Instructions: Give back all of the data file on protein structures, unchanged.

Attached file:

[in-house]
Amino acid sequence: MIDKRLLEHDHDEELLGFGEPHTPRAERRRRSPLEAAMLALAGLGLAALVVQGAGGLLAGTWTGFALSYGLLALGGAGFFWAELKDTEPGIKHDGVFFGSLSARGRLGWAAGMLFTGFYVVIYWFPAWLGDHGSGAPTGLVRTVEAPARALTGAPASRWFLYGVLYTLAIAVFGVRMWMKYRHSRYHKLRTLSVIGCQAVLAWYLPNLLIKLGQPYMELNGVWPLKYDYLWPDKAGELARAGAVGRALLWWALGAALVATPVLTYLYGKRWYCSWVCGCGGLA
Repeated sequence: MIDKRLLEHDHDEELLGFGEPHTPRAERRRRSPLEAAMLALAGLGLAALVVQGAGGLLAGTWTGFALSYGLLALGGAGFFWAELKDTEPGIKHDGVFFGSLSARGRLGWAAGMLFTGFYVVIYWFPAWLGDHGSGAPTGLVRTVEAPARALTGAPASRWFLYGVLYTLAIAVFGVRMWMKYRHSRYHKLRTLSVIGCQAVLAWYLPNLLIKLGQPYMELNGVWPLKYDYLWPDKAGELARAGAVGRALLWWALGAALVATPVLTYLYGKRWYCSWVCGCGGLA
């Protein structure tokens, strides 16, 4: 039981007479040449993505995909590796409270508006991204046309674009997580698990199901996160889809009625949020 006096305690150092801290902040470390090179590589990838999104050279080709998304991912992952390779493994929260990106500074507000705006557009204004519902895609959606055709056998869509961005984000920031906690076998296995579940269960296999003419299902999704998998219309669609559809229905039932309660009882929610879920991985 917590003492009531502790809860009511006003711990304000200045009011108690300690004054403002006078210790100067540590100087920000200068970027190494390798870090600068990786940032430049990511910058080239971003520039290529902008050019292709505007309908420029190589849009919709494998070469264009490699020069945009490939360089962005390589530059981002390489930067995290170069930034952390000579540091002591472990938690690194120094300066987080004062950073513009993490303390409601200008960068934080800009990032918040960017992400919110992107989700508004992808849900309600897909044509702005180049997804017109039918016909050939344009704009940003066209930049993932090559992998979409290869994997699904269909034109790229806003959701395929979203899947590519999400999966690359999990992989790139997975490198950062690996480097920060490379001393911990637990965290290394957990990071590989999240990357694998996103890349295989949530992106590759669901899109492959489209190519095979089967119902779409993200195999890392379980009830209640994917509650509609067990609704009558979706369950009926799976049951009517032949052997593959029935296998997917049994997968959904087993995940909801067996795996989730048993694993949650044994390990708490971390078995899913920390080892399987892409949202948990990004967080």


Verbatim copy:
[in-house]
Amino acid sequence: MIDKRLLEHDHDEELLGFGEPHTPRAERRRRSPLEAAMLALAGLGLAALVVQGAGGLLAGTWTGFALSYGLLALGGAGFFWAELKDTEPGIKHDGVFFGSLSARGRLGWAAGMLFTGFYVVIYWFPAWLGDHGSGAPTGLVRTVEAPARALTGAPASRWFLYGVLYTLAIAVFGVRMWMKYRHSRYHKLRTLSVIGCQAVLAWYLPNLLIKLGQPYMELNGVWPLKYDYLWPDKAGELARAGAVGRALLWWALGAALVATPVLTYLYGKRWYCSWVCGCGGLA
Repeated sequence: MIDKRLLEHDHDEELLGFGEPHTPRAERRRRSPLEAAMLALAGLGLAALVVQGAGGLLAGTWTGFALSYGLLALGGAGFFWAELKDTEPGIKHDGVFFGSLSARGRLGWAAGMLFTGFYVVIYWFPAWLGDHGSGAPTGLVRTVEAPARALTGAPASRWFLYGVLYTLAIAVFGVRMWMKYRHSRYHKLRTLSVIGCQAVLAWYLPNLLIKLGQPYMELNGVWPLKYDYLWPDKAGELARAGAVGRALLWWALGAALVATPVLTYLYGKRWYCSWVCGCGGLA
């Protein structure tokens, strides 16, 4: 039981007479040449993505995909590796409270508006991204046309674009997580698990199901996160889809009625949020 006096305690150092801290902040470390090179590589990838999104050279080709998304991912992952390779493994929260990106500074507000705006557009204004519902895609959606055709056998869509961005984000920031906690076998296995579940269960296999003419299902999704998998219309669609559809229905039932309660009882929610879920991985 917590003492009531502790809860009511006003711990304000200045009011108690300690004054403002006078210790100067540590100087920000200068970027190494390798870090600068990786940032430049990511910058080239971003520039290529902008050019292709505007309908420029190589849009919709494998070469264009490699020069945009490939360089962005390589530059981002390489930067995290170069930034952390000579540091002591472990938690690194120094300066987080004062950073513009993490303390409601200008960068934080800009990032918040960017992400919110992107989700508004992808849900309600897909044509702005180049997804017109039918016909050939344009704009940003066209930049993932090559992998979409290869994997699904269909034109790229806003959701395929979203899947590519999400999966690359999990992989790139997975490198950062690996480097920060490379001393911990637990965290290394957990990071590989999240990357694998996103890349295989949530992106590759669901899109492959489209190519095979089967119902779409993200195999890392379980009830209640994917509650509609067990609704009558979706369950009926799976049951009517032949052997593959029935296998997917049994997968959904087993995940909801067996795996989730048993694993949650044994390990708490971390078995899913920390080892399987892409949202948990990004967080």